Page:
Two years ago, Sandie Bigler wondered what her future would be. Diagnosed in the same month with cervical cancer and breast cancer, she was immediately thrown into a whirlwind of doctor appointments, diagnostic testing and hospital visits.
Today, she’s trying to encourage others to follow through with annual Pap smears to avoid the same fate. January — Cervical Cancer Awareness Month — marked her first complete year of remission.
“I do feel if I had been keeping up with my exams I think we could have caught things sooner and it wouldn’t have been as traumatic on my body as it has been,” the 45-year-old Mesa mother said.
Bigler has an 11-year-old son, but after his birth, and the adoption of her now 5-year-old son, life got busy and she lapsed on visits to her gynecologist. In January 2007, she wasn’t feeling well. Abdominal pain turned fierce, “like labor pain, lots of pain,” and she knew it had been several years since her last Pap smear.
“I was scared. I thought, ‘This can’t be good,’” she said. “I don’t know what it is about human nature that makes us want to bury our heads in the sand. I called my doctor’s office and unfortunately, I couldn’t be seen right away, even with my symptoms. It was four or five weeks.”
She finally got her Pap smear. And shortly after that she felt a lump in her breast.
“I thought, ‘No way. This can’t be happening,’” she said. Like her gynecological exams, she had lapsed in performing self-breast exams.
“I was too busy living life. I felt the lump and was sent in for a mammogram,” she said.
In April 2007, she was officially diagnosed with stage 2 cervical cancer and stage 3 breast cancer. She began receiving care at Mesa’s Banner Desert Medical Center.
“There were no case studies to follow with a situation like mine,” she said. “Not too many people get two primary cancers diagnosed at the same time.”
A month later, she had a mastectomy. In June 2007, she started chemotherapy and radiation therapy. That followed for several weeks, making Bigler weak and sick. She suffered respiratory infections and urinary tract infections. She underwent more procedures and landed back in the hospital, requiring nine units of blood.
But then her body started to heal.
“I will say, the doctors, I had every faith in their plan for me,” she said. “They got me to where I am today. I’m very, very grateful.”
Cervical cancer strikes seven of every 100,000 women in Arizona each year. Breast cancer strikes 103 out of every 100,000 women each year in Arizona, according to The Kaiser Family Foundation’s Web site, statehealthfacts.org.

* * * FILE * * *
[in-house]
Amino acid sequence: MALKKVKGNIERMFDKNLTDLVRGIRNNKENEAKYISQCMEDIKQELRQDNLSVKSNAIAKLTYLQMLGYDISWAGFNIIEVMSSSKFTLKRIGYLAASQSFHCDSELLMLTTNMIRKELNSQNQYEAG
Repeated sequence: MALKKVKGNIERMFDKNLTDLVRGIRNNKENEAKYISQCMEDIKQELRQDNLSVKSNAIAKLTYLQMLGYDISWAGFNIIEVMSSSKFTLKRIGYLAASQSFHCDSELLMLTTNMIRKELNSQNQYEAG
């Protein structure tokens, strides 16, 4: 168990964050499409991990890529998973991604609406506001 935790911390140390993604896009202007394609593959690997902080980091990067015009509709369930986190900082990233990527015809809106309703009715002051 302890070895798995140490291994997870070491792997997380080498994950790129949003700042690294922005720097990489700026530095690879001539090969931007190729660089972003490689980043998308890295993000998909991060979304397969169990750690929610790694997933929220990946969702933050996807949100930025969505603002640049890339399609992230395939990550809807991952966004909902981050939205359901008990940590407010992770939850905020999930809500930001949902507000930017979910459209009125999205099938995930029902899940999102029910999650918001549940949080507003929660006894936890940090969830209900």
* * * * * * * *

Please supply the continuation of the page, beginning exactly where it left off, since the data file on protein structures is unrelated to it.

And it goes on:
Health care workers tout the benefits of self-exam and regular appointments to catch both cancers early, when they are most treatable.
Cancer was always in the back of Bigler’s mind. When her mother was 44, she died from breast cancer that had spread to her liver. As Bigler approached her 40s, there was that fact staring at her.
“I know after this experience, so many of my friends have told me it’s been three, four, five, six or more years since their last gynecological exam,” she said. “I didn’t nag them, but I said, ‘Please, you don’t want to have to go through this. I don’t wish this on anybody.’”
Dr. Snehal Bhoola is a gynecological oncologist at Banner Desert who has worked in the field for seven years. Though some patients come in aware of the disease and what it can do, there are still many who need education.
Recent advances in medicine have provided a vaccine to help wipe out cervical cancer, Bhoola said.
The human papillomavirus vaccine is not a complete cervical cancer vaccine, but it protects against two strains of HPV that are linked with about 70 percent of cervical cancer cases, he said.
According to the Arizona State Immunization Information System, there were 120,149 doses of HPV administered to 85,732 girls and women 18 years and younger in Maricopa County in 2008. The vaccine is administered in three doses. The Centers for Disease Control recommends girls start the vaccine at 11 or 12 years of age.
Women 19 and older who choose to be inoculated do not need to be reported to the Arizona State Immunization Information System.
“Most cancer occurs in older patients, but cervical cancer tends to appear in young or middle-age patients,” Bhoola said. “We will typically see people who have not seen a doctor or had a Pap smear in three to five years.”
Women should not only be regular with their exams, but aware of their bodies. While there are not early signs for the disease, some pain or discomfort, as well as bleeding, may indicate something may be wrong, Bhoola said.
“I truly believe I’ve been blessed,” Bigler said. “I’ve been given a second chance. I did not think I had a second chance. I did believe I had one foot in the grave. One doctor said, months after remission, ‘When you first came to us we didn’t have a lot of hope for you.’ ‘Neither did I,’ I told them. Somehow I pulled through it. I’m more the exception to the rule.”